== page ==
inches argument. Whatever value you put will take the place of the one-inch default. While we’re at it, let’s add color and change the x- and y-axis labels.
symbols(crime$murder, crime$burglary, circles=radius, inches=0.35, fg="white", bg="red", xlab="Murder Rate", ylab="Burglary Rate")
Notice we use
fg to change border color,
bg to change fill color. Here’s what we get:
Scale the circles to make the the chart more readable, and use the
bg arguments to change colors.
Now we’re getting somewhere.
By the way, you can make a chart with other shapes too with
symbols(). You can make squares, rectangles, thermometers, boxplots, and stars. They take different arguments than the circle. The squares, for example, are sized by the length of a side. Again, make sure you size them appropriately.
Here’s what squares look like, using the below line of code.
symbols(crime$murder, crime$burglary, squares=sqrt(crime$population), inches=0.5)
You can use squares sized by area instead of circles, too.
Let’s stick with circles for now.
Step 4. Add labels
As it is, the chart shows some sense of distribution, but we don’t know which circle represents each state. So let’s add labels. We do this with
text(), whose arguments are x-coordinates, y-coordinates, and the actual text to print. We have all of these. Like the bubbles, the x is murders and the y is burglaries. The actual labels are state names, which is the first column in our data frame.
With that in mind, we do this:
text(crime$murder, crime$burglary, crime$state, cex=0.5)
cex argument controls text size. It is 1 by default. Values greater than one will make the labels bigger and the opposite for less than one. The labels will center on the x- and y-coordinates.
Here’s what it looks like.
Add labels so you know what each circle represents.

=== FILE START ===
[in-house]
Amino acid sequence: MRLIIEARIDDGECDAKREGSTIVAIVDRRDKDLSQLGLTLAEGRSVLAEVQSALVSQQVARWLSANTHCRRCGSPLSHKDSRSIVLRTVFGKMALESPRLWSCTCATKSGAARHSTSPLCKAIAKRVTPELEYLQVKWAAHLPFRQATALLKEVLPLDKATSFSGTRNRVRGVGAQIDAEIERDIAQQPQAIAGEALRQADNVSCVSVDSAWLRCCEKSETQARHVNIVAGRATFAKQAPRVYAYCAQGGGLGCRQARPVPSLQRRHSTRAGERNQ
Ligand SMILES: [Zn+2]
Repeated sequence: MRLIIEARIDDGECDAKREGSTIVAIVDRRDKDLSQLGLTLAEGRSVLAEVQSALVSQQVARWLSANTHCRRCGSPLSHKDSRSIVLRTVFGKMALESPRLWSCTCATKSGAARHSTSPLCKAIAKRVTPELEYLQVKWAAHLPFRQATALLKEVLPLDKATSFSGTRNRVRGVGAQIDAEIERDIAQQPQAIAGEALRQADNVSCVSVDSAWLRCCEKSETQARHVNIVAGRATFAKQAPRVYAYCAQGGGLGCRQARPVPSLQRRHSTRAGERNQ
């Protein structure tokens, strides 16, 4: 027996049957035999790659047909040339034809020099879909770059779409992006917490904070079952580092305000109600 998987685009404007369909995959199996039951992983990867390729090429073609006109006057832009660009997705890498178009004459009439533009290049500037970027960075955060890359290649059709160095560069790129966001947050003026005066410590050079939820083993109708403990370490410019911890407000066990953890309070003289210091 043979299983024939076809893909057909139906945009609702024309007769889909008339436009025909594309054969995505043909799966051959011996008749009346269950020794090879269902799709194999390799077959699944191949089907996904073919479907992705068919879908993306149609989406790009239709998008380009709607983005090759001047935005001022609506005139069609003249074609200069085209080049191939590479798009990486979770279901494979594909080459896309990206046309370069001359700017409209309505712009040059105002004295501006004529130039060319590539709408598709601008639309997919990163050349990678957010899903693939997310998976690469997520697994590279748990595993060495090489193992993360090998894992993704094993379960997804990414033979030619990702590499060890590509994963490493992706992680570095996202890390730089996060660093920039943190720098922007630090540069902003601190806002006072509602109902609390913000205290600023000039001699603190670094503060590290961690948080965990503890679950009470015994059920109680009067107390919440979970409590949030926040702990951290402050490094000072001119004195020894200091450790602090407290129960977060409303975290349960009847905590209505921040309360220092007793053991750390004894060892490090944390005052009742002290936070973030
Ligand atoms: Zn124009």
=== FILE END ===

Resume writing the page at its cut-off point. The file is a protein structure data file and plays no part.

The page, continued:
Step 5. Clean up
Finally, as per usual, I clean up in Adobe Illustrator. You can mess around with this in R, if you like, but I’ve found it’s way easier to save my file as a PDF and do what I want with Illustrator. I uncluttered the state labels to make them more readable, rotated the y-axis labels, so that they’re horizontal, added a legend for population, and removed the outside border. I also brought Georgia to the front, because most of it was hidden by Texas.
Here’s the final version. Click the image to see it in full.
And there you go. Type in
?symbols in R for more plotting options. Go wild.
For more examples, guidance, and all-around data goodness like this, buy Visualize This, the new FlowingData book.
Want more visualization goodness? Become a member and learn about tools and process.Join Now
More Tutorials See All →
How to Make an Interactive Network Visualization
R Cheat Sheet and Guide for Graphical Parameters
You can customize graphics in R with
par(), but the docs are mostly text and just organized alphabetically. Here is a more visual reference, categorized by what you can change. Plus, a one-page printout.
Small Maps and Grids
Maybe you want to make spatial comparisons over time or across categories. Organized small maps might do the trick.